Jump to content
Sign in to follow this  
Kalameja

Battery Charging Basics

Recommended Posts

I've read that in order to determine how long to charge a 7.2v NiMH one should divide the total number of battery mAh by the DC output of the charger, also mA, and factor in a 20% fudge factor. 

In my case that would be for my 7.2v 5300mAh battery over 35 hours!! Can that be right?

5300mAh for battery/ dc output of charger of 150mA  + 20% fudge factor = > 35 hours

Should I purchase a battery with a lower mAh? I had read that the higher the mAh of a battery the longer and better performance you could expect. 

Can someone suggest a charger that has a higher DC output of  150mA? I only have a simple cheap charger that plugs into the wall like a cell phone charger. Any other suggestions?

 

ek

Share this post


Link to post
Share on other sites

Yes that pretty much sums it up, as much as i need to know anyway. There will probably be a few people on here that can explain it better, especially the fudge factor! I ask an electrical engineer mate until i think i know enough. 

 

Anyway, i have a very basic charger which sounds just like yours and is 700mA which cost about NZD$12. This charges a 3800mah nimh in about 5-6 hours depending how flat the batt got. I also have a proper charger for lipo which balances etc, but don't use it for the nimh even though it does all types. 

 

How serious are and whats your end game? If bashing is it and you will stick with nimh then just find a better version of what you have. You can buy 8 of them for the price of a decent charger. If you want to go racing then you will probably need to go to lipo, so will need the better charger in future anyway. Also how many batteries do you need to charge at once? I have 2 cheap chargers so i can keep both my car and my sons charged easily. 

If you stick with cheap chargers then a cheap voltmeter/multimeter is useful too to check how charged they are, instead of what i used to do in the 90s and if it felt warmish then if was probably fine!

 

Oh yeah, those charge leads that connect to a car battery, do they still work? I assume they do, that would be the quickest, probably 40min or so

 

 

  • Like 1

Share this post


Link to post
Share on other sites

You can get chargers with multiple output settings. I use the Dynamite Prophet Sport NIMH. I run 7.2v 3000mah NIMH batts and can charge one of them full in about 50-55 mins on the 3a setting. It also has several other settings for current (.1a, .5a, 1, 2, 3, and 4) I believe. You choose the amp setting then hold down charge, it begins the charge and it shuts off when complete. :D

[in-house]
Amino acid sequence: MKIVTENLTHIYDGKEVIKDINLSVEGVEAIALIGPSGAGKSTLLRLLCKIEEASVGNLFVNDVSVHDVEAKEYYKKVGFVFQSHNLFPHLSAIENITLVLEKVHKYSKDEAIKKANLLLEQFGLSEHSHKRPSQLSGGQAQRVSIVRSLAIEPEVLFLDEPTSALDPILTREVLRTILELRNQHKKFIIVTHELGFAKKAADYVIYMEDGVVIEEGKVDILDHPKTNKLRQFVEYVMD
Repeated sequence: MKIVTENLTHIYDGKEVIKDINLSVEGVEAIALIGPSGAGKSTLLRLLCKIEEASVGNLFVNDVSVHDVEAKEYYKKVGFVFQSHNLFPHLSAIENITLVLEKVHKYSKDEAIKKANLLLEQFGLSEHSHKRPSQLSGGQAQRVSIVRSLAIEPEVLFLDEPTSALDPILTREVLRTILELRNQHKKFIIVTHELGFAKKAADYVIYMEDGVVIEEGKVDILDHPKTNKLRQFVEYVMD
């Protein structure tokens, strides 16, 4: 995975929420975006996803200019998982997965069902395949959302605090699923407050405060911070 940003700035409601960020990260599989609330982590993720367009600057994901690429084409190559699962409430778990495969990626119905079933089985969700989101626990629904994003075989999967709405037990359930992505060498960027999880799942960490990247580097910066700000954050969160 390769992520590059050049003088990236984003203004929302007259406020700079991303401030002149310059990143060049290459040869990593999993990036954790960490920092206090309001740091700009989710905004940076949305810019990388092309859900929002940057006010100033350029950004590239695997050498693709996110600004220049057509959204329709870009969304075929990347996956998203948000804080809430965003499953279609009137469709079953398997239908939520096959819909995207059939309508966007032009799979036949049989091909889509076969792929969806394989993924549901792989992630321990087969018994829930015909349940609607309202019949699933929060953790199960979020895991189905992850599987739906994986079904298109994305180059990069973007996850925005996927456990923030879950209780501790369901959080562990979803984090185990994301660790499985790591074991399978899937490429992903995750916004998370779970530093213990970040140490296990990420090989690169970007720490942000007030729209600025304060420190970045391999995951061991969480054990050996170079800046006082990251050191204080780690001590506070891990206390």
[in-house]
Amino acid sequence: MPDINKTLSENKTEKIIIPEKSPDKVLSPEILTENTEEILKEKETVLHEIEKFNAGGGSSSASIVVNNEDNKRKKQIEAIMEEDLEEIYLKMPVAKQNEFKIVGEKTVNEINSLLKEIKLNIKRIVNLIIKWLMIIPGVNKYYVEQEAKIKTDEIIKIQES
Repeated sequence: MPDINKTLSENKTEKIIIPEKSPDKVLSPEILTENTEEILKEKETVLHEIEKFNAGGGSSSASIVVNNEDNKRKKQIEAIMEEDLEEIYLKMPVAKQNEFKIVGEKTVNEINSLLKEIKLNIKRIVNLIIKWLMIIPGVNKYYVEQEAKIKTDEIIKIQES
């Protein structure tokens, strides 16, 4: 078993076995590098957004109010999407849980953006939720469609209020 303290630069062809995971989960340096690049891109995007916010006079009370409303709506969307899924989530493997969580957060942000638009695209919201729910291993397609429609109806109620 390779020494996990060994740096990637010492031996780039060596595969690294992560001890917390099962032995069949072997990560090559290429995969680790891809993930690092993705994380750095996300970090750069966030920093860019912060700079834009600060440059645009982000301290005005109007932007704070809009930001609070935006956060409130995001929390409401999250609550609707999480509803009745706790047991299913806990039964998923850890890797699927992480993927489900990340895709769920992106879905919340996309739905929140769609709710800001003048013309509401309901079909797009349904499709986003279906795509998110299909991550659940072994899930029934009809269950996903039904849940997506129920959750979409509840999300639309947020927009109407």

• Like 1

Share this post


Link to post
Share on other sites

Yeah, 5300 mAh / 150 mA = 35 hours.  If you want to use your car more often than once every two days, a better charger is needed.

Generally you can safely charge NiMH batteries up to 1C charge rate; in this case you could charge your 5300 mAh pack in ~1 hour using a 5 A charger.

This works fine for $28:  https://hobbyking.com/en_us/imax-b6-50w-5a-charger-discharger-1-6-cells-genuine.html

And you'll need a power supply for the charger; that's another $15:  https://hobbyking.com/en_us/hobbyking-105w-15v-7a-switching-dc-power-supply.html

Plus a charging lead for $4:  https://hobbyking.com/en_us/tamiya-and-t-connector-multi-charge-plug-adapter.html

Or similar equipment from another supplier.  In the short term, the value of the setup is it will definitely charge your battery faster.  In the long term, you can change over to LiPo batteries later and still have a valid power supply and charger.  You may need a different charging lead at that time.

 

  • Like 1

Share this post


Link to post
Share on other sites

I started off with the most basic of chargers and yes it takes hours!

Next was a multiple output charger, it detects the delta peak and then reverts to a minute trickle charge, i.e. it knows when it is charged and effectively shuts down.

In addition when I bought 2 new batteries I also got in another charger that is a single output but shuts off.

It is a bit excessive, but I keep the third charger at work and after a weekends bashing I can charge up all six batteries in rotation at work (using their electricity! ;) ) and also I'm there to swap them round, so it gets done fairly quickly.

Prices were £25 for the multiple outputs and the single output was included in a deal with 2 batteries for £40.

  • Like 1

Share this post


Link to post
Share on other sites